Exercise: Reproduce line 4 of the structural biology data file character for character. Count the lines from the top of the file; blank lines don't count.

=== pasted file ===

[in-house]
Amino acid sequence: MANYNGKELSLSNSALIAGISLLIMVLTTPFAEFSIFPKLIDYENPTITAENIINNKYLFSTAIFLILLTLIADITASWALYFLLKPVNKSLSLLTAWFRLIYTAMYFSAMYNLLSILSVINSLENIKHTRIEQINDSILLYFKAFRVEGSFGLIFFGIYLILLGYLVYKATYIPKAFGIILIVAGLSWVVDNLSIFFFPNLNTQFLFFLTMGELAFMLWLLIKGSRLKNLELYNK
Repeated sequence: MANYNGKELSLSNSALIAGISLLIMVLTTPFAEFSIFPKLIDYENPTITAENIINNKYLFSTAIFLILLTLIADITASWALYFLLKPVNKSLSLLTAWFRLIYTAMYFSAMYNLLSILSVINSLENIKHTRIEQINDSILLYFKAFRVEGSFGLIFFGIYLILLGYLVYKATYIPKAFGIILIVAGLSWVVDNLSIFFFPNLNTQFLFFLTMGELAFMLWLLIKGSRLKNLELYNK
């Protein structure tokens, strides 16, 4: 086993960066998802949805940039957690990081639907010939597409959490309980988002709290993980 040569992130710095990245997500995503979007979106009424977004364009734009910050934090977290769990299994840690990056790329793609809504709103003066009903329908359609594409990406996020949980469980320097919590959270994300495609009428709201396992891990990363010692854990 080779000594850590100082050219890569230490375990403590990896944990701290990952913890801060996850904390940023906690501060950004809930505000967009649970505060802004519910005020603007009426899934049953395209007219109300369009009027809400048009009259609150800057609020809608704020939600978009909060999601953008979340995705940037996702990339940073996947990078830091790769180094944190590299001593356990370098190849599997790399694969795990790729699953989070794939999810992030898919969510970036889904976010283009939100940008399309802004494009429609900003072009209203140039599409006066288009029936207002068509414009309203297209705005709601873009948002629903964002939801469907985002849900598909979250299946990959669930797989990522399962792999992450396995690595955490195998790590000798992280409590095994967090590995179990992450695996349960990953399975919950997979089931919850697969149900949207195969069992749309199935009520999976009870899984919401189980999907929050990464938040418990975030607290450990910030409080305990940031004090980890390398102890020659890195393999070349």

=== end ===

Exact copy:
């Protein structure tokens, strides 16, 4: 086993960066998802949805940039957690990081639907010939597409959490309980988002709290993980 040569992130710095990245997500995503979007979106009424977004364009734009910050934090977290769990299994840690990056790329793609809504709103003066009903329908359609594409990406996020949980469980320097919590959270994300495609009428709201396992891990990363010692854990 080779000594850590100082050219890569230490375990403590990896944990701290990952913890801060996850904390940023906690501060950004809930505000967009649970505060802004519910005020603007009426899934049953395209007219109300369009009027809400048009009259609150800057609020809608704020939600978009909060999601953008979340995705940037996702990339940073996947990078830091790769180094944190590299001593356990370098190849599997790399694969795990790729699953989070794939999810992030898919969510970036889904976010283009939100940008399309802004494009429609900003072009209203140039599409006066288009029936207002068509414009309203297209705005709601873009948002629903964002939801469907985002849900598909979250299946990959669930797989990522399962792999992450396995690595955490195998790590000798992280409590095994967090590995179990992450695996349960990953399975919950997979089931919850697969149900949207195969069992749309199935009520999976009870899984919401189980999907929050990464938040418990975030607290450990910030409080305990940031004090980890390398102890020659890195393999070349």